The Southeastern Colorado Water Conservancy District, Pueblo Board of Water Works, Colorado Springs, Aurora and the Lower Arkansas Valley Water Conservancy District are asking for Upper Arkansas Basin salinity study

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From The Pueblo Chieftain (Chris Woodka):

“Salinity in the basin is concentrated in the Lower Arkansas basin, but the source of loading is upstream of Pueblo Reservoir,” Pat Edelmann of the U.S. Geological Survey told the Southeastern Colorado Water Conservancy District last week. The USGS is working on a project to study water quality in the Arkansas River basin for a water resources group formed in 2003. Southeastern, Pueblo Board of Water Works, Colorado Springs, Aurora and the Lower Arkansas Valley Water Conservancy District are participants. Edelmann outlined a course of action for a $1.7 million water quality study over several years that would look at the most pressing water quality issues in the basin: Salinity, Lake Pueblo impacts and heavy metal loading in the Upper Arkansas River. Funding of the complete package would be about one-third from USGS, with $1.2 million from local or state sources. “Water supply and water quality are increasingly linked,” Edelmann said. “It’s getting hard to separate the two.”[…]

The USGS found that two-thirds of the salt that is dissolved in the water enters the Arkansas River above Avondale, long before the major agricultural operations in the valley. While farms contribute, they also remove a certain amount of salt from the river that is deposited on fields, Edelmann said…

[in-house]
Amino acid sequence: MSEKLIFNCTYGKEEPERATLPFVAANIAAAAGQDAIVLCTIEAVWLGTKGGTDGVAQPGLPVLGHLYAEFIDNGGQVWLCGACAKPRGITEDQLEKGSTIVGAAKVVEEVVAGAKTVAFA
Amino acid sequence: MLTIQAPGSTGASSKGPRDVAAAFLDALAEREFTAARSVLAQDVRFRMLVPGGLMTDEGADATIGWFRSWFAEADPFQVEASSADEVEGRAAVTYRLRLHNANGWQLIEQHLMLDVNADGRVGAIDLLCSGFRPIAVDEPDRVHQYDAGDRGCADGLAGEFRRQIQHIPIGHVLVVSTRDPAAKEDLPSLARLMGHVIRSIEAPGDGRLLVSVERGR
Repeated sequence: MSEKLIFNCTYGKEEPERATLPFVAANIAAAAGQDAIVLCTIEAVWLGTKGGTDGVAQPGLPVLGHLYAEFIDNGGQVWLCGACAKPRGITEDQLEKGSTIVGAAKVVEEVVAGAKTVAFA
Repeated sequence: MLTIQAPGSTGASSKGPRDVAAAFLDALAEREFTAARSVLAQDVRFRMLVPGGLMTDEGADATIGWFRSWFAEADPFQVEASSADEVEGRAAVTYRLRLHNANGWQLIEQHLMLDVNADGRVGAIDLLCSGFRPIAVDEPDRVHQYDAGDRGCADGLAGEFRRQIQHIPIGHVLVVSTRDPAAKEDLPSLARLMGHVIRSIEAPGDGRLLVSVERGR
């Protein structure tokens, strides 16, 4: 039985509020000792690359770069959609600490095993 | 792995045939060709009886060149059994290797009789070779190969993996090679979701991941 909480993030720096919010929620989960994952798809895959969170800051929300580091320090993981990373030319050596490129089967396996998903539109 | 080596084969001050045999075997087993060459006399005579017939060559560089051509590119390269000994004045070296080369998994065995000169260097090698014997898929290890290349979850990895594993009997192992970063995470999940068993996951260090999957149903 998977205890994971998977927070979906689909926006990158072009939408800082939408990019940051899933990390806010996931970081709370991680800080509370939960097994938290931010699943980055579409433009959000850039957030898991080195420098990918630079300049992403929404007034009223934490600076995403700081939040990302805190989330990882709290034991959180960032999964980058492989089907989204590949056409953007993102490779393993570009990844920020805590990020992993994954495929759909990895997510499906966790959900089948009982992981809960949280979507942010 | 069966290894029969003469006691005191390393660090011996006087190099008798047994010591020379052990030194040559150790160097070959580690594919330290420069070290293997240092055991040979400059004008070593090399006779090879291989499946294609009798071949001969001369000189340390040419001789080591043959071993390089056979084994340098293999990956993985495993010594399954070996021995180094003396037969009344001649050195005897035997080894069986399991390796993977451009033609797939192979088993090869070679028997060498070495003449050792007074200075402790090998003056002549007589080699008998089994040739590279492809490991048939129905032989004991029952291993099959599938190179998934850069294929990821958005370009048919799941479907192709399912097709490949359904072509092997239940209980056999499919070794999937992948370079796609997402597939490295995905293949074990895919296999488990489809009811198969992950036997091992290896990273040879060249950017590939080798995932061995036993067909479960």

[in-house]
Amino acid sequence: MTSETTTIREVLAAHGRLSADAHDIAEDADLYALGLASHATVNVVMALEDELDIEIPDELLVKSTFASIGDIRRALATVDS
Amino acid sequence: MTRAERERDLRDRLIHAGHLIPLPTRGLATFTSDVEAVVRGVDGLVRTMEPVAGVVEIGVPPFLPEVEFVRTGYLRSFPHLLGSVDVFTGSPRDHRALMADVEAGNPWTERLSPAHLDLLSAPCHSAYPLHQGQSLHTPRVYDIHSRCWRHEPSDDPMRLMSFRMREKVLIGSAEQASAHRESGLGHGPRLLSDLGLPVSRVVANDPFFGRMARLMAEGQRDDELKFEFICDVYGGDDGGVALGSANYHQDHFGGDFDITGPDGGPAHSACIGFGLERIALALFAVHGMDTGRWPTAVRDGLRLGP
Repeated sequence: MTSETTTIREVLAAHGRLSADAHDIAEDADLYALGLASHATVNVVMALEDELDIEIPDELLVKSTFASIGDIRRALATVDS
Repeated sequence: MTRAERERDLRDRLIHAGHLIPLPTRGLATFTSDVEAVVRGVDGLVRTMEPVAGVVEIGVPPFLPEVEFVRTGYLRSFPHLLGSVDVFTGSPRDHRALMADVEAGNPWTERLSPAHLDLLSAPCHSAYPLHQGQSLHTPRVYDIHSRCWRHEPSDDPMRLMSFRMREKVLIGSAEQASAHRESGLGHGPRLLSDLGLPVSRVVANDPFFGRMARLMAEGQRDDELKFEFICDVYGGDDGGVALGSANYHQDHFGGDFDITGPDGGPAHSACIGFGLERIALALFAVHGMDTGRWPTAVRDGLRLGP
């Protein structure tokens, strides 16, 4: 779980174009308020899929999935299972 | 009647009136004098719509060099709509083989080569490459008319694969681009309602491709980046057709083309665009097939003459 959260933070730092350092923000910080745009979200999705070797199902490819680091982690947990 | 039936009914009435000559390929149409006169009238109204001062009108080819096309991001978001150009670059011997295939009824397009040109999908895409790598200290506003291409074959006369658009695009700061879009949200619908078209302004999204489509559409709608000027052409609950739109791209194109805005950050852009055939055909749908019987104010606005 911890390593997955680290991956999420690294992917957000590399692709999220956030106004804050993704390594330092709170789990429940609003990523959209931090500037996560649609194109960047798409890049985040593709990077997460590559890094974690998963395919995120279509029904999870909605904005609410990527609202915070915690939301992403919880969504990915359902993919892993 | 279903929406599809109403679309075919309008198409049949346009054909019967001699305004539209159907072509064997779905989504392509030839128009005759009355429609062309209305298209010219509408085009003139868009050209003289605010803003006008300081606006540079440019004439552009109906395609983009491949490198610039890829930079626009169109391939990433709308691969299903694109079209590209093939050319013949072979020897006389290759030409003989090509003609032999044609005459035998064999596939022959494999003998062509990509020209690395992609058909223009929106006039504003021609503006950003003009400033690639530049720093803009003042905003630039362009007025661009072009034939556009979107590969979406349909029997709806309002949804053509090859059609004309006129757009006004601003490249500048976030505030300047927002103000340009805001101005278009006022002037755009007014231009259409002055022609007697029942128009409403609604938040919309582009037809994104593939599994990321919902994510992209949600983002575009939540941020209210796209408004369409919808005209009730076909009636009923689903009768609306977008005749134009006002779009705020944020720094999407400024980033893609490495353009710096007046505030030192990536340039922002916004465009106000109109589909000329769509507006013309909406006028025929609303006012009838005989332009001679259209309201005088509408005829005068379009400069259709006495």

Edelmann speculated that the major source of loading along the river is evaporative loss, although there is no way to prove that without more continuous monitoring of the river in critical reaches. Continuous monitoring all along the river is needed to compare changes, and such data have been available only since 2000. That would cost roughly $570,000 on top of the $280,000 already being spent…

The loading above Pueblo has not been studied because water is well within acceptable levels for drinking. But reducing salinity even a little bit in the headwaters could might a tenfold benefit downstream for both surface supplies and groundwater in connected aquifers, Edelmann said.

More Arkansas Basin coverage here and here.

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